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Why would a team trade for Russell Westbrook?

Russell Westbrook is coming off his worst season as a pro and is owed almost $50 million next year. So why would a team sign up for that experience?

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Los Angeles Lakers v Denver Nuggets Photo by Bart Young/NBAE via Getty Images

Russell Westbrook is, for many people, the centerpiece of one of the most disappointing seasons in not just Lakers history, but in the history of professional sports. He’s still owed the GDP of a small country and, based on his responses to any questions about his play, isn’t likely to change his approach. So anytime his name gets thrown into trade rumors, of course fans of the team that might land him show some consternation.

And yet, he’s probably going to get traded this summer, and some team is going to have to explain why they made the move. Good luck!

What’s even tougher about the selling job for whichever team trades for Westbrook is they can’t even freely admit why they made the move. So this week in the “Lakers Lounge,” Harrison and I did so for those teams.

It’s, unfortunately, quite simple: Owners, it turns out, like saving money!

Michael Jordan has never paid the luxury tax as owner of the Charlotte Hornets or Bobcats. That likely isn’t changing to keep a team that was just eliminated from the play-in, and yet he has contracts to hand out to keep LaMelo Ball and Miles Bridges in Charlotte for the foreseeable future.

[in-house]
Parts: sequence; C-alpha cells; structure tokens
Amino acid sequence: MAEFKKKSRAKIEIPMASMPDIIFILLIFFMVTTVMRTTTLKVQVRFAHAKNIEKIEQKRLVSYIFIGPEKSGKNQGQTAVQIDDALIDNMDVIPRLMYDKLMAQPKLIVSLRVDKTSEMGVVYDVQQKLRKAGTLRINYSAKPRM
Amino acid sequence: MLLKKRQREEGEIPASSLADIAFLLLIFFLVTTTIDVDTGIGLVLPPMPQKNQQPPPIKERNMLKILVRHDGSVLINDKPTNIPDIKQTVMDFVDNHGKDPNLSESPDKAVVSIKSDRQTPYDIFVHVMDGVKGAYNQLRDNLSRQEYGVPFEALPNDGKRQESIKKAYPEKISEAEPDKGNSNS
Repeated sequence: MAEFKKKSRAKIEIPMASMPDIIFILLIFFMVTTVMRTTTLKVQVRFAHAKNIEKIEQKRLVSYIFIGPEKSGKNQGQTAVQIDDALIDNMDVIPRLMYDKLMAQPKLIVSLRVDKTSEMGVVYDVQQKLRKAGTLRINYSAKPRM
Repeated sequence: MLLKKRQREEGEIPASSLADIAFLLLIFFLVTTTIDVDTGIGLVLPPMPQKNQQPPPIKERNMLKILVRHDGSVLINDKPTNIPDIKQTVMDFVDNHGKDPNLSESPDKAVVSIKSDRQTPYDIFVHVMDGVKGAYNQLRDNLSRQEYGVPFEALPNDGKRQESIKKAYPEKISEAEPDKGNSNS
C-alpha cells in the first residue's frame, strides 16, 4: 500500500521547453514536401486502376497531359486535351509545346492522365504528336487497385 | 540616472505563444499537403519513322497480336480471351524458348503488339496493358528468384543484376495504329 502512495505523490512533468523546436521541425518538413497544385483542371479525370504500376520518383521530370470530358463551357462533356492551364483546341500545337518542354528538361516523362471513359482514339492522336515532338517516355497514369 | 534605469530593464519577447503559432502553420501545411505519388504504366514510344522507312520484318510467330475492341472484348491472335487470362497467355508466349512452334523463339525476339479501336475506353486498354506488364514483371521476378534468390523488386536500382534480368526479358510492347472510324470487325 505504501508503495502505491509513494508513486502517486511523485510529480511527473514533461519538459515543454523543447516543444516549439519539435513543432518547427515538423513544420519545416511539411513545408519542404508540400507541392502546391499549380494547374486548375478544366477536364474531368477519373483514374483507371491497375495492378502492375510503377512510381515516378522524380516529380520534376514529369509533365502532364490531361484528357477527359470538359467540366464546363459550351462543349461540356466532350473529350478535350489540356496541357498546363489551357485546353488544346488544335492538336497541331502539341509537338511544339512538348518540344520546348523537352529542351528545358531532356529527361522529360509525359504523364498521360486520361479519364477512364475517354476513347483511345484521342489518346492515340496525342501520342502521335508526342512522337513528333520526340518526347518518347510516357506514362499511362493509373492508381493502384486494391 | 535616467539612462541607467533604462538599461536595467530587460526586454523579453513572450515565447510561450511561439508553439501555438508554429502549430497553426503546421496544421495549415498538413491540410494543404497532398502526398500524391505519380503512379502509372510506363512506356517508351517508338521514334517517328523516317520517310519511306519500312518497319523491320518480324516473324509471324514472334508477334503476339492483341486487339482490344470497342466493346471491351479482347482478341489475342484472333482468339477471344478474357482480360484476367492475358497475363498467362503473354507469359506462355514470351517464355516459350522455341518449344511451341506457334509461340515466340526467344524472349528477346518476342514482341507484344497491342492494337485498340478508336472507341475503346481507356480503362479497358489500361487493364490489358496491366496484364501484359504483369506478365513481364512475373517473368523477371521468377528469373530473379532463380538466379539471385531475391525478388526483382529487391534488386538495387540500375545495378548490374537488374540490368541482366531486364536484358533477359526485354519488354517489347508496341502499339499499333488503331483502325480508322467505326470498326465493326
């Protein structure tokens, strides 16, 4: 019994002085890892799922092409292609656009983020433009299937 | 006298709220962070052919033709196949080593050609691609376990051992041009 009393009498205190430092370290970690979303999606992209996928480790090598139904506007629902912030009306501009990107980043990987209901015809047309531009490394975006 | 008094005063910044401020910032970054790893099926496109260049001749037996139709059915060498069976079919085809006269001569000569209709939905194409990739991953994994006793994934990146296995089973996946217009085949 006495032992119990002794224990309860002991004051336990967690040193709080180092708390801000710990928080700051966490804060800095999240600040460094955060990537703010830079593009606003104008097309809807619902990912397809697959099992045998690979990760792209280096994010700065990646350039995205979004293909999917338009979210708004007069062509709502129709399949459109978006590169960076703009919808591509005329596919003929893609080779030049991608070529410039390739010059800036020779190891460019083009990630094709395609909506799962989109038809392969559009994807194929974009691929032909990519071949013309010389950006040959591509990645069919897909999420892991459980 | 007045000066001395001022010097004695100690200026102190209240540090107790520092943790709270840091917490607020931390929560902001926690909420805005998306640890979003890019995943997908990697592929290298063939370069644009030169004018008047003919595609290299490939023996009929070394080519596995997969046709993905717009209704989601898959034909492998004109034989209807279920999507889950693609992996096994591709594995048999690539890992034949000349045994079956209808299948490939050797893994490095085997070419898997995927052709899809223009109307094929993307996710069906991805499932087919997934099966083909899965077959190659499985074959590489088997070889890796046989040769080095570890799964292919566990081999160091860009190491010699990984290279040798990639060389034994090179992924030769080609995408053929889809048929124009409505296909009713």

Ball and Bridges’ deals are not going to be cheap, and will likely cost Charlotte a couple contracts currently on the books. Godon Hayward is set to make $30 million this year and next. Terry Rozier is going to make $20 million-plus every year for the next four. If Jordan wants to avoid the luxury taxes, one or both of those guys will need to be playing for different teams by the time Ball can get his well-earned max deal.

In steps Westbrook and his expiring contract worth $47 million.

And again, it sucks for Charlotte that luxury taxes are the factor they are for Jordan, who is worth well into the billions of dollars. It has to be brutal to know that, under Jordan the NBA owner and luxury tax avoider, they are almost certainly never going to win a championship. Yet here we are.

Harrison and I discussed all that, other potential trade scenarios for Westbrook, Jordan and other cheap owners, whether we think the Lakers should move both of the two first rounders at their disposal, and plenty more.

You can listen to the full episode below, and to make sure you never miss a show, subscribe to the Silver Screen and Roll podcast feed on iTunes, Spotify, Stitcher or Google Podcasts.

And for a short-form recap pod, check out Lakers Lowdown, in which Anthony Irwin recaps the previous day’s news and gets you ready for the day ahead in LakerLand, every weekday morning on the Silver Screen & Roll Podcast feed.

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